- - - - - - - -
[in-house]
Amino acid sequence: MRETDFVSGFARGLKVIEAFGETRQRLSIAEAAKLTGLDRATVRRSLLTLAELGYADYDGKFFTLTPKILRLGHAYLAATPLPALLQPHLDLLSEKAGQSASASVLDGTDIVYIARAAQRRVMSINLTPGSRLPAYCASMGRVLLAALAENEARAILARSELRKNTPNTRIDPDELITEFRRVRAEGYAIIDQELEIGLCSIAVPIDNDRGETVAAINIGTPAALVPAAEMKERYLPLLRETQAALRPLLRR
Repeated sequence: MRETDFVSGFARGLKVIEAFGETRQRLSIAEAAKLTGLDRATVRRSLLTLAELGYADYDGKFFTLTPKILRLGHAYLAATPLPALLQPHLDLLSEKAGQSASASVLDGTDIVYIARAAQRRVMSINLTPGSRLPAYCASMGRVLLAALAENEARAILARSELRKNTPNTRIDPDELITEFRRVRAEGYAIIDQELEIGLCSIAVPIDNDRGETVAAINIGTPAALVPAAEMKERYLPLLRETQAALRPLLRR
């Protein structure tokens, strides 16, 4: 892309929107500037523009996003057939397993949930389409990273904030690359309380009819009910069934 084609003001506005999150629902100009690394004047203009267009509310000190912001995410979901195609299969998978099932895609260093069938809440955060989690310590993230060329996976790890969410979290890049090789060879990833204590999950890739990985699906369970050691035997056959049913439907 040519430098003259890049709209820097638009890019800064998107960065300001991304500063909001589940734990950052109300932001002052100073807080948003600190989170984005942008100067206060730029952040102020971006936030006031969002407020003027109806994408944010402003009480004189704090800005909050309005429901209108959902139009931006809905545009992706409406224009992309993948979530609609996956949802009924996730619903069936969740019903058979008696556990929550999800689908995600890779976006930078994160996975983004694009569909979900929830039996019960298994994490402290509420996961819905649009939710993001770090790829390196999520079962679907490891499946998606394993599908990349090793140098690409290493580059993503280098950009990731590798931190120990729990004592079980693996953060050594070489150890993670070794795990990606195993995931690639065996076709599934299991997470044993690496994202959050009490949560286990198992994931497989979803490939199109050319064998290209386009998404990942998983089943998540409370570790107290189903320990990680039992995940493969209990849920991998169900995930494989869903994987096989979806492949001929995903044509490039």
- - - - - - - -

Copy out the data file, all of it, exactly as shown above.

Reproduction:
[in-house]
Amino acid sequence: MRETDFVSGFARGLKVIEAFGETRQRLSIAEAAKLTGLDRATVRRSLLTLAELGYADYDGKFFTLTPKILRLGHAYLAATPLPALLQPHLDLLSEKAGQSASASVLDGTDIVYIARAAQRRVMSINLTPGSRLPAYCASMGRVLLAALAENEARAILARSELRKNTPNTRIDPDELITEFRRVRAEGYAIIDQELEIGLCSIAVPIDNDRGETVAAINIGTPAALVPAAEMKERYLPLLRETQAALRPLLRR
Repeated sequence: MRETDFVSGFARGLKVIEAFGETRQRLSIAEAAKLTGLDRATVRRSLLTLAELGYADYDGKFFTLTPKILRLGHAYLAATPLPALLQPHLDLLSEKAGQSASASVLDGTDIVYIARAAQRRVMSINLTPGSRLPAYCASMGRVLLAALAENEARAILARSELRKNTPNTRIDPDELITEFRRVRAEGYAIIDQELEIGLCSIAVPIDNDRGETVAAINIGTPAALVPAAEMKERYLPLLRETQAALRPLLRR
């Protein structure tokens, strides 16, 4: 892309929107500037523009996003057939397993949930389409990273904030690359309380009819009910069934 084609003001506005999150629902100009690394004047203009267009509310000190912001995410979901195609299969998978099932895609260093069938809440955060989690310590993230060329996976790890969410979290890049090789060879990833204590999950890739990985699906369970050691035997056959049913439907 040519430098003259890049709209820097638009890019800064998107960065300001991304500063909001589940734990950052109300932001002052100073807080948003600190989170984005942008100067206060730029952040102020971006936030006031969002407020003027109806994408944010402003009480004189704090800005909050309005429901209108959902139009931006809905545009992706409406224009992309993948979530609609996956949802009924996730619903069936969740019903058979008696556990929550999800689908995600890779976006930078994160996975983004694009569909979900929830039996019960298994994490402290509420996961819905649009939710993001770090790829390196999520079962679907490891499946998606394993599908990349090793140098690409290493580059993503280098950009990731590798931190120990729990004592079980693996953060050594070489150890993670070794795990990606195993995931690639065996076709599934299991997470044993690496994202959050009490949560286990198992994931497989979803490939199109050319064998290209386009998404990942998983089943998540409370570790107290189903320990990680039992995940493969209990849920991998169900995930494989869903994987096989979806492949001929995903044509490039």